Does writing in two genres equal two platforms?

I wrote about some of the challenges of writing in two different genres previously. But there are other hurdles beyond the writing phase. Like how do you market yourself as a two genre writer?

Branding is important in establishing a niche as a writer. But does the same author brand carry across multiple genres?

Traditionally, I would say no. Most authors I’ve spoken to keep genres separate with the use of pen names, even if they are very transparent pen names. It helps the reader quickly identify if a book is under an author’s mystery series or under her epic fantasy work. I do understand that. Especially for very disparate genres.

J.F. Penn is just one of Joanna Penn's two genres

Would Joanna look the same here?

For example, Joanna Penn uses her full name for her non-fiction books. But for her thrillers, she uses J.F. Penn. You know it is her, but there is a separation. More than that, she has written that she does it because J.F. Penn fits a thriller more. There are, sadly, still misperceptions about the ability of a female author. And Joanna does sound like a pleasant name. She even goes so far as to use a black and white and not quite smiling photo of herself for the thriller books as her author image.

So if you use a different name, do you create a separate website based on genre? Some authors do, some don’t. You can find Joanna, and all of her books, under the Creative Penn. You can Nick Stephenson on three different sites depending on if you are looking for him, his thriller books, or his marketing series!

But is that all really necessary in today’s in depth internet age?

I took the ‘risk’ of launching not only my new dystopian series under my full name, but previously released a travel book under the same name I used for my epic fantasy series. Why? Because it is mine. 🙂

Joanna Penn writes in two genres

Real name for real advice!

That and epic fantasy isn’t that different from dark fantasy/ dystopian, at least in theory. My two series couldn’t be much more different in tone and circumstances. But mostly I just am resistant to the idea of a second platform. Creating a brand as an author is difficult work! If I can build one based on quality writing/editing with strong action and characters, do I really want to start over just because I jump from epic fantasy to dark? No.

But what if I jumped from epic fantasy to thriller?

Hmmm… I’m actually serious about that to a degree. I have the idea of a thriller knocking about in my brain. I absolutely loved writing Friends of my Enemy – the language, action, tone, and characters. And the leap from dystopian to thriller isn’t very far. So maybe… down the road…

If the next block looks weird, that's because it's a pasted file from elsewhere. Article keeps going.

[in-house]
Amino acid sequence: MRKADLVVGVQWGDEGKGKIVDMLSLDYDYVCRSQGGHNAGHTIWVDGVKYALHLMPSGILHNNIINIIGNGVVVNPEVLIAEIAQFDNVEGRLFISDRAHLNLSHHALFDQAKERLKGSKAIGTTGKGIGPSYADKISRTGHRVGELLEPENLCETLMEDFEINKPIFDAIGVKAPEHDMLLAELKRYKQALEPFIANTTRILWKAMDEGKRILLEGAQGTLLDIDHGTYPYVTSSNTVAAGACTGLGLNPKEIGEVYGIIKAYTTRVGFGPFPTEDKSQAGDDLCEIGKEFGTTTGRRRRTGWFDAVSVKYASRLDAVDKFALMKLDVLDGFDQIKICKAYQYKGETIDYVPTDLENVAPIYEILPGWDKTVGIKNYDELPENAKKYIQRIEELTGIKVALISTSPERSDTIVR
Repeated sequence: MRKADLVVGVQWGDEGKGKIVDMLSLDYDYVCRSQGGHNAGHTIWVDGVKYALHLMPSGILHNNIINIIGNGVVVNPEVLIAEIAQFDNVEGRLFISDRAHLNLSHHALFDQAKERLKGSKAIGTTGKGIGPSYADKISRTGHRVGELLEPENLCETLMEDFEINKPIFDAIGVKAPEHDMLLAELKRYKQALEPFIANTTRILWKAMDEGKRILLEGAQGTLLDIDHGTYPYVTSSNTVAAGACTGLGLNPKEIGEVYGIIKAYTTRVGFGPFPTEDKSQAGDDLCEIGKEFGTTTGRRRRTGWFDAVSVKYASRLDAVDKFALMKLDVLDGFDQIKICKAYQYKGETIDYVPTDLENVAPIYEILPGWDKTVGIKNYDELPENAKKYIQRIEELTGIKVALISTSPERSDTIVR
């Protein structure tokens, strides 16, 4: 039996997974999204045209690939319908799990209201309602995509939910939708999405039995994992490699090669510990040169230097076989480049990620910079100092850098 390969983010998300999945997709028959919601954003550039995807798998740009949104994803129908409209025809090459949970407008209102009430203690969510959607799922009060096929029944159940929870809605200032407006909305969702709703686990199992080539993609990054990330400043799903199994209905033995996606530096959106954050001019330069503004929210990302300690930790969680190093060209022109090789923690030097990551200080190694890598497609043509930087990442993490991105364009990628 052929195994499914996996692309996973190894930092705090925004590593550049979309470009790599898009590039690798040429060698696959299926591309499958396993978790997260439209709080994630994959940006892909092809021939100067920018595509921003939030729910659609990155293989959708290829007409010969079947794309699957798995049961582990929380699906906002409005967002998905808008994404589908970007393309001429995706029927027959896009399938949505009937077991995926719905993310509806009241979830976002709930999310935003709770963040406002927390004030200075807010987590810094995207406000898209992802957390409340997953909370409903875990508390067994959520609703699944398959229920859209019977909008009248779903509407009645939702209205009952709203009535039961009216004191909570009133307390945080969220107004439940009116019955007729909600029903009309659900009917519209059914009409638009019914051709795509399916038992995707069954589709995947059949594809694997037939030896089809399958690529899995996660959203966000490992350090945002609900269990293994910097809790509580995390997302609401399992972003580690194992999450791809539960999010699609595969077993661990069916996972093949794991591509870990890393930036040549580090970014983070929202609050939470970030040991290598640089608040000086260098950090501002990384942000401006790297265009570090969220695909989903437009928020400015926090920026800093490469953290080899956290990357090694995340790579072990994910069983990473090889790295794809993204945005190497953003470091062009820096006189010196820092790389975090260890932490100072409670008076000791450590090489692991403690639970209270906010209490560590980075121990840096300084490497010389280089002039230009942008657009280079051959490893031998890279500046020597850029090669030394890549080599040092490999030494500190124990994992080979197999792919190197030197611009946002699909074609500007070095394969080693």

But do I want to launch a thriller under Autumn M. Birt? Would you take that seriously? Actually, would you? I’d love to know what perceptions the name Autumn brings, because it seems about as varied as the season (surprisingly including gender perception. I’ve met male Autumns before and have received correspondence addressed to Mr. Birt!).

Following Joanna’s lead, maybe A.M. Birt would work better? (If I ever write a romance, I’m definitely going with my middle name!) Maybe that would have been a better author name for my dystopian series – as if the black covers, bullet, and blood splatter doesn’t set the tone enough. lol! Again, in comes down to if ‘Autumn’ gives you warm fuzzy feelings or cold, bleak visions. Or if you even think about such things when looking for a book. I tend not to judge a novel by the author’s name… I don’t think I do but looking into how hard some authors work to market their writing, well it can be difficult to judge well-crafted but not obvious marketing (like a less happy author’s pic). It sets an overall tone. That is why it is called branding.

My take on writing in two genres

Pick your poison!

For the future, I’m completely undecided. But for now, I’m good with using Autumn M. Birt. I like that I’ve reorganized my books into genres on my website. Stumbling into my blog or site, you get the choice of Epic or Dark Fantasy and not the book or series titles. But I don’t know if adding a drop down menu for Thrillers would work as well as those. Perhaps I should make the thriller plot into steampunk? Or I should just get over my resistance and think about a second website?

Those sort of questions make me happy to just be writing epic fantasy this summer and easily over a year from releasing anything other than dark fantasy or epic. There is certainly the part of me (okay, it’s a VERY large part) that likes to challenge perceptions. I write strong female characters (and men too!), epic, dark, or future thrillers. If you care enough to hesitate that a woman wrote the book, you probably aren’t going to like my writing.